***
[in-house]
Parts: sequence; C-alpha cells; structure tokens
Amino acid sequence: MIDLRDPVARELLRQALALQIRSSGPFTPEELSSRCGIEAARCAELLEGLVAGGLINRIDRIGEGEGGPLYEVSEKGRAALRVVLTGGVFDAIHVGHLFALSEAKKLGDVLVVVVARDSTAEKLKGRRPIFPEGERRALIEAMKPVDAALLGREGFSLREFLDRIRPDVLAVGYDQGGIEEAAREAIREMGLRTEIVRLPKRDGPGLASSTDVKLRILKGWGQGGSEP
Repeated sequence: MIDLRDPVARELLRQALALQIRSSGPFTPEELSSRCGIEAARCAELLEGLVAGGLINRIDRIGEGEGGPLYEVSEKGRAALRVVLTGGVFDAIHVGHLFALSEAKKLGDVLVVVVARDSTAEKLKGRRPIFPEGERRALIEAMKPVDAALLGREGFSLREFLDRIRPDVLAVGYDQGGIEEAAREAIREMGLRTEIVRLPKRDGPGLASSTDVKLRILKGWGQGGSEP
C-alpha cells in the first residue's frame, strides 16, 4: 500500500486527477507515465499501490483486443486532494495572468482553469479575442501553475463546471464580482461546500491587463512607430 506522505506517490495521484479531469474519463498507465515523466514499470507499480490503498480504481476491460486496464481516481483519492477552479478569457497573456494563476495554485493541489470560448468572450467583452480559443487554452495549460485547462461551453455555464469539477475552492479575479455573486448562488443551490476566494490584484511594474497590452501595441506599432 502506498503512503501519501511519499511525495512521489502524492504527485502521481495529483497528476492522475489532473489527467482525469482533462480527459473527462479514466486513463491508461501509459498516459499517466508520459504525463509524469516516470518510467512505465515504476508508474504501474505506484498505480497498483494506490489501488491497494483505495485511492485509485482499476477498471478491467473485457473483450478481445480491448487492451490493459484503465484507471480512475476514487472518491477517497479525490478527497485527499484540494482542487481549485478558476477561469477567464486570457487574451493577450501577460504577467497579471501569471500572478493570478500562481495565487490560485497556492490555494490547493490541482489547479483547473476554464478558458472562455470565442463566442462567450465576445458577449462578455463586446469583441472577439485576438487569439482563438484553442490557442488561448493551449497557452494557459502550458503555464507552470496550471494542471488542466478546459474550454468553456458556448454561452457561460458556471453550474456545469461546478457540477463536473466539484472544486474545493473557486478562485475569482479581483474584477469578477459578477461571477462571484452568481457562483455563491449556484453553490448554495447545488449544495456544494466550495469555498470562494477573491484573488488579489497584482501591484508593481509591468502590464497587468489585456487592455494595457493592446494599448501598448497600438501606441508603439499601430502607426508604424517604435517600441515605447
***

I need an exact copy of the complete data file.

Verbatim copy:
[in-house]
Parts: sequence; C-alpha cells; structure tokens
Amino acid sequence: MIDLRDPVARELLRQALALQIRSSGPFTPEELSSRCGIEAARCAELLEGLVAGGLINRIDRIGEGEGGPLYEVSEKGRAALRVVLTGGVFDAIHVGHLFALSEAKKLGDVLVVVVARDSTAEKLKGRRPIFPEGERRALIEAMKPVDAALLGREGFSLREFLDRIRPDVLAVGYDQGGIEEAAREAIREMGLRTEIVRLPKRDGPGLASSTDVKLRILKGWGQGGSEP
Repeated sequence: MIDLRDPVARELLRQALALQIRSSGPFTPEELSSRCGIEAARCAELLEGLVAGGLINRIDRIGEGEGGPLYEVSEKGRAALRVVLTGGVFDAIHVGHLFALSEAKKLGDVLVVVVARDSTAEKLKGRRPIFPEGERRALIEAMKPVDAALLGREGFSLREFLDRIRPDVLAVGYDQGGIEEAAREAIREMGLRTEIVRLPKRDGPGLASSTDVKLRILKGWGQGGSEP
C-alpha cells in the first residue's frame, strides 16, 4: 500500500486527477507515465499501490483486443486532494495572468482553469479575442501553475463546471464580482461546500491587463512607430 506522505506517490495521484479531469474519463498507465515523466514499470507499480490503498480504481476491460486496464481516481483519492477552479478569457497573456494563476495554485493541489470560448468572450467583452480559443487554452495549460485547462461551453455555464469539477475552492479575479455573486448562488443551490476566494490584484511594474497590452501595441506599432 502506498503512503501519501511519499511525495512521489502524492504527485502521481495529483497528476492522475489532473489527467482525469482533462480527459473527462479514466486513463491508461501509459498516459499517466508520459504525463509524469516516470518510467512505465515504476508508474504501474505506484498505480497498483494506490489501488491497494483505495485511492485509485482499476477498471478491467473485457473483450478481445480491448487492451490493459484503465484507471480512475476514487472518491477517497479525490478527497485527499484540494482542487481549485478558476477561469477567464486570457487574451493577450501577460504577467497579471501569471500572478493570478500562481495565487490560485497556492490555494490547493490541482489547479483547473476554464478558458472562455470565442463566442462567450465576445458577449462578455463586446469583441472577439485576438487569439482563438484553442490557442488561448493551449497557452494557459502550458503555464507552470496550471494542471488542466478546459474550454468553456458556448454561452457561460458556471453550474456545469461546478457540477463536473466539484472544486474545493473557486478562485475569482479581483474584477469578477459578477461571477462571484452568481457562483455563491449556484453553490448554495447545488449544495456544494466550495469555498470562494477573491484573488488579489497584482501591484508593481509591468502590464497587468489585456487592455494595457493592446494599448501598448497600438501606441508603439499601430502607426508604424517604435517600441515605447